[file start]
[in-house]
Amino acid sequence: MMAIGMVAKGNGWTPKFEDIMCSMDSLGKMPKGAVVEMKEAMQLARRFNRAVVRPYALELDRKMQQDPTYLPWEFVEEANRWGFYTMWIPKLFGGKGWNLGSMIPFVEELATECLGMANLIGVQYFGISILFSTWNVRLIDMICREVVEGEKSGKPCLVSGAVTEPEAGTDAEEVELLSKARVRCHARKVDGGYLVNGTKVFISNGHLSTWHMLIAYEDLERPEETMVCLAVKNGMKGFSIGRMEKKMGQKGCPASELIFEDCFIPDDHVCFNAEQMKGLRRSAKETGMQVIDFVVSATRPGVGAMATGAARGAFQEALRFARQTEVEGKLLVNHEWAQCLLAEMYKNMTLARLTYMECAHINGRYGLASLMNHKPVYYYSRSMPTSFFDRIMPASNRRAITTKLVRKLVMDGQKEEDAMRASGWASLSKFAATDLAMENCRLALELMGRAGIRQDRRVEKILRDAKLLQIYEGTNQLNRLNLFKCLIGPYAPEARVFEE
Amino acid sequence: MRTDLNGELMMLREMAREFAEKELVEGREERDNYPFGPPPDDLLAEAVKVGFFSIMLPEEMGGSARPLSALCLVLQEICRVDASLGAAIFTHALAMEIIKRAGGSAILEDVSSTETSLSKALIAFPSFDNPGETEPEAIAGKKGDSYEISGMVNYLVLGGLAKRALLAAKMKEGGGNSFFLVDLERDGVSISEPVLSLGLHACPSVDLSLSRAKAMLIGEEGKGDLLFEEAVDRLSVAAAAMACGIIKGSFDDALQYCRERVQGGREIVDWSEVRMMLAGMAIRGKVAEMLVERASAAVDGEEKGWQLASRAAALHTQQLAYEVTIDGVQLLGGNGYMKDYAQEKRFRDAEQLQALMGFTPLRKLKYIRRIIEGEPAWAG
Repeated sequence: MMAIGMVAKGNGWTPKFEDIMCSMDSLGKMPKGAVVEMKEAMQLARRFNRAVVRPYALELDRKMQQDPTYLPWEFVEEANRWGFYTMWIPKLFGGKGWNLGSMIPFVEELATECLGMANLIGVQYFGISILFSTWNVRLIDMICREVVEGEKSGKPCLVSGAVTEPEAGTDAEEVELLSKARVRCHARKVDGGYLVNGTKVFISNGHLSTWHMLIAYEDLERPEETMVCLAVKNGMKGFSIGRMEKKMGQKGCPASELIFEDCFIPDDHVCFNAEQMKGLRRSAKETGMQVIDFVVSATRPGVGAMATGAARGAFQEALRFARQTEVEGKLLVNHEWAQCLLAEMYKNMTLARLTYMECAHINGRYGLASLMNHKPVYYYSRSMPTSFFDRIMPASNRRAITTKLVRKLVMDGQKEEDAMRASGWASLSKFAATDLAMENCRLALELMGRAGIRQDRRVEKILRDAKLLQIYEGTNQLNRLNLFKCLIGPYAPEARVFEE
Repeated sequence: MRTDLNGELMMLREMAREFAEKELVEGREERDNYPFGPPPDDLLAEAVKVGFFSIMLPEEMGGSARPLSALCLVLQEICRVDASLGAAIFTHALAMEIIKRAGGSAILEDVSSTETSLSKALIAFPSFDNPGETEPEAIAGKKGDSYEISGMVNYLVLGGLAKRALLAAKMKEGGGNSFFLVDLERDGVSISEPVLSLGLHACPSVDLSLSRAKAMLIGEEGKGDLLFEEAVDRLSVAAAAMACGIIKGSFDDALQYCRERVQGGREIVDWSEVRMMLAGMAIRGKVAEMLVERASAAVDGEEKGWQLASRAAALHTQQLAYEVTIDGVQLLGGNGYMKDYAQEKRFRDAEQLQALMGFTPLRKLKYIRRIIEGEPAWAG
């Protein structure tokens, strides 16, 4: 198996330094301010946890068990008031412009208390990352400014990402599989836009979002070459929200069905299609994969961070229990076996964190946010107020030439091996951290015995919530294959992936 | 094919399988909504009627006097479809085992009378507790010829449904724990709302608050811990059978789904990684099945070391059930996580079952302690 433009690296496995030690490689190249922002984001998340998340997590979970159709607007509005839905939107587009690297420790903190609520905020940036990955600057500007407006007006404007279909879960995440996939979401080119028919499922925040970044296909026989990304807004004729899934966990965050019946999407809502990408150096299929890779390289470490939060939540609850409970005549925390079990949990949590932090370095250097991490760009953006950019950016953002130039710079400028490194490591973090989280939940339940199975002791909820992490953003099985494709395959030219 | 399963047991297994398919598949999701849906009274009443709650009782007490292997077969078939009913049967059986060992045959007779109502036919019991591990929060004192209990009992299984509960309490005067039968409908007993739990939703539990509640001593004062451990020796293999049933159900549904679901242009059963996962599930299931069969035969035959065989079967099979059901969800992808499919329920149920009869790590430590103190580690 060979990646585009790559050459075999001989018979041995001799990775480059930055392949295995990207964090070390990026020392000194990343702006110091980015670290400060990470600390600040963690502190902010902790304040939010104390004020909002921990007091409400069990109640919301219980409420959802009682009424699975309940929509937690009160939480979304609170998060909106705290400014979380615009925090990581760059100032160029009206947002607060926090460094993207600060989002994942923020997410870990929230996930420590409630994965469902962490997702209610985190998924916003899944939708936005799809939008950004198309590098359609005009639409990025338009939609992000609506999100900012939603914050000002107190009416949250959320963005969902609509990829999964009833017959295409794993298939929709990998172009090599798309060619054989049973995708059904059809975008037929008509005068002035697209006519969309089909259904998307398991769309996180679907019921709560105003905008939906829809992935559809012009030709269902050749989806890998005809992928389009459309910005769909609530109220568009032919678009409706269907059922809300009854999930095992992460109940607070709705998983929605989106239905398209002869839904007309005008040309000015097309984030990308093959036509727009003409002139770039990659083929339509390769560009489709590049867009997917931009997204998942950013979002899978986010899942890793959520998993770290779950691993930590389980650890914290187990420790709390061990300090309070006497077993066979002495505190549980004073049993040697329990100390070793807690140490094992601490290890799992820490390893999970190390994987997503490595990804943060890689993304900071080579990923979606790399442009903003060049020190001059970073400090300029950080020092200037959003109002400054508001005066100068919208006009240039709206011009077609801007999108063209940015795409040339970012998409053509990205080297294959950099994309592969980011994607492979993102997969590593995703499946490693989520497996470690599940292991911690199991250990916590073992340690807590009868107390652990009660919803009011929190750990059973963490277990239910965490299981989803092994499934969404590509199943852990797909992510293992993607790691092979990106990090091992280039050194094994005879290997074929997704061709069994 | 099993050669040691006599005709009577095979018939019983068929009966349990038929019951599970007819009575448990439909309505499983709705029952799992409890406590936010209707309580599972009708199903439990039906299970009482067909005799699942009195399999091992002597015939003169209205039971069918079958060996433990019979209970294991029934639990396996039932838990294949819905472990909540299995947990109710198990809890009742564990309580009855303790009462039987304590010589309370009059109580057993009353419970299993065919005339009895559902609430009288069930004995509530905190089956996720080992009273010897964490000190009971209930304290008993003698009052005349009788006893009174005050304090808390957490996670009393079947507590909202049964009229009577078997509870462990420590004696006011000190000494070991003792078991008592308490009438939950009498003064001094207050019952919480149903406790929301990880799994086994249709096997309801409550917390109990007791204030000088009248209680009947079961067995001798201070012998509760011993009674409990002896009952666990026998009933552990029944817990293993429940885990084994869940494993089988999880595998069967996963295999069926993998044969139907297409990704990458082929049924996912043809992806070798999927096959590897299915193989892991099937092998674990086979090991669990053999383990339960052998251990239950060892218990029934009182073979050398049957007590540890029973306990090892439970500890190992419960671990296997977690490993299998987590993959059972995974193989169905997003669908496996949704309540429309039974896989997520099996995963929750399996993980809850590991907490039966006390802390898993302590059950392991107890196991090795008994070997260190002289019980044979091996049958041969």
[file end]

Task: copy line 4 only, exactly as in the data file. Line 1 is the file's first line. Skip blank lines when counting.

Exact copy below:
Repeated sequence: MMAIGMVAKGNGWTPKFEDIMCSMDSLGKMPKGAVVEMKEAMQLARRFNRAVVRPYALELDRKMQQDPTYLPWEFVEEANRWGFYTMWIPKLFGGKGWNLGSMIPFVEELATECLGMANLIGVQYFGISILFSTWNVRLIDMICREVVEGEKSGKPCLVSGAVTEPEAGTDAEEVELLSKARVRCHARKVDGGYLVNGTKVFISNGHLSTWHMLIAYEDLERPEETMVCLAVKNGMKGFSIGRMEKKMGQKGCPASELIFEDCFIPDDHVCFNAEQMKGLRRSAKETGMQVIDFVVSATRPGVGAMATGAARGAFQEALRFARQTEVEGKLLVNHEWAQCLLAEMYKNMTLARLTYMECAHINGRYGLASLMNHKPVYYYSRSMPTSFFDRIMPASNRRAITTKLVRKLVMDGQKEEDAMRASGWASLSKFAATDLAMENCRLALELMGRAGIRQDRRVEKILRDAKLLQIYEGTNQLNRLNLFKCLIGPYAPEARVFEE